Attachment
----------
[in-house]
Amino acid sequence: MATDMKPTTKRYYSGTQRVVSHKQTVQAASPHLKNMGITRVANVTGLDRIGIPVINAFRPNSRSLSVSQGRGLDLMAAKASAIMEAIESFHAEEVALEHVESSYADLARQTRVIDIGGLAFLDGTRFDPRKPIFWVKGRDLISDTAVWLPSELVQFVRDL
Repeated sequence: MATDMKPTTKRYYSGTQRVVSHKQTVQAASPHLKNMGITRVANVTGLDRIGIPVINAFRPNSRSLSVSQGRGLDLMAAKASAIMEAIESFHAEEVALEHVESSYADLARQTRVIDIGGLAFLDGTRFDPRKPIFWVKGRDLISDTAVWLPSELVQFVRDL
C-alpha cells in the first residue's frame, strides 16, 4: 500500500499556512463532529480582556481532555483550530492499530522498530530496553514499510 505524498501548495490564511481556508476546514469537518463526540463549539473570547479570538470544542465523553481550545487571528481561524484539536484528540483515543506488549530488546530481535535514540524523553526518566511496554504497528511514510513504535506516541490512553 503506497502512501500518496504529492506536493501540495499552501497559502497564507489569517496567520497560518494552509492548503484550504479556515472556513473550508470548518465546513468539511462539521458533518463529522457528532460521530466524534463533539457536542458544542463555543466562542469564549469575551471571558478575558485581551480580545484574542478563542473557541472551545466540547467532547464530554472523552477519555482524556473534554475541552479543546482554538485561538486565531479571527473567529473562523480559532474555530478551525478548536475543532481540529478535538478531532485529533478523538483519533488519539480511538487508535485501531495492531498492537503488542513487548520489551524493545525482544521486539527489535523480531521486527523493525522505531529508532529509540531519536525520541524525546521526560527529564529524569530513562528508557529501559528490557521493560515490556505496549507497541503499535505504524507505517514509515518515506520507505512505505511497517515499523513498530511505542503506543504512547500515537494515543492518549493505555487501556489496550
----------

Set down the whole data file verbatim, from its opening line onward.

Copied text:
[in-house]
Amino acid sequence: MATDMKPTTKRYYSGTQRVVSHKQTVQAASPHLKNMGITRVANVTGLDRIGIPVINAFRPNSRSLSVSQGRGLDLMAAKASAIMEAIESFHAEEVALEHVESSYADLARQTRVIDIGGLAFLDGTRFDPRKPIFWVKGRDLISDTAVWLPSELVQFVRDL
Repeated sequence: MATDMKPTTKRYYSGTQRVVSHKQTVQAASPHLKNMGITRVANVTGLDRIGIPVINAFRPNSRSLSVSQGRGLDLMAAKASAIMEAIESFHAEEVALEHVESSYADLARQTRVIDIGGLAFLDGTRFDPRKPIFWVKGRDLISDTAVWLPSELVQFVRDL
C-alpha cells in the first residue's frame, strides 16, 4: 500500500499556512463532529480582556481532555483550530492499530522498530530496553514499510 505524498501548495490564511481556508476546514469537518463526540463549539473570547479570538470544542465523553481550545487571528481561524484539536484528540483515543506488549530488546530481535535514540524523553526518566511496554504497528511514510513504535506516541490512553 503506497502512501500518496504529492506536493501540495499552501497559502497564507489569517496567520497560518494552509492548503484550504479556515472556513473550508470548518465546513468539511462539521458533518463529522457528532460521530466524534463533539457536542458544542463555543466562542469564549469575551471571558478575558485581551480580545484574542478563542473557541472551545466540547467532547464530554472523552477519555482524556473534554475541552479543546482554538485561538486565531479571527473567529473562523480559532474555530478551525478548536475543532481540529478535538478531532485529533478523538483519533488519539480511538487508535485501531495492531498492537503488542513487548520489551524493545525482544521486539527489535523480531521486527523493525522505531529508532529509540531519536525520541524525546521526560527529564529524569530513562528508557529501559528490557521493560515490556505496549507497541503499535505504524507505517514509515518515506520507505512505505511497517515499523513498530511505542503506543504512547500515537494515543492518549493505555487501556489496550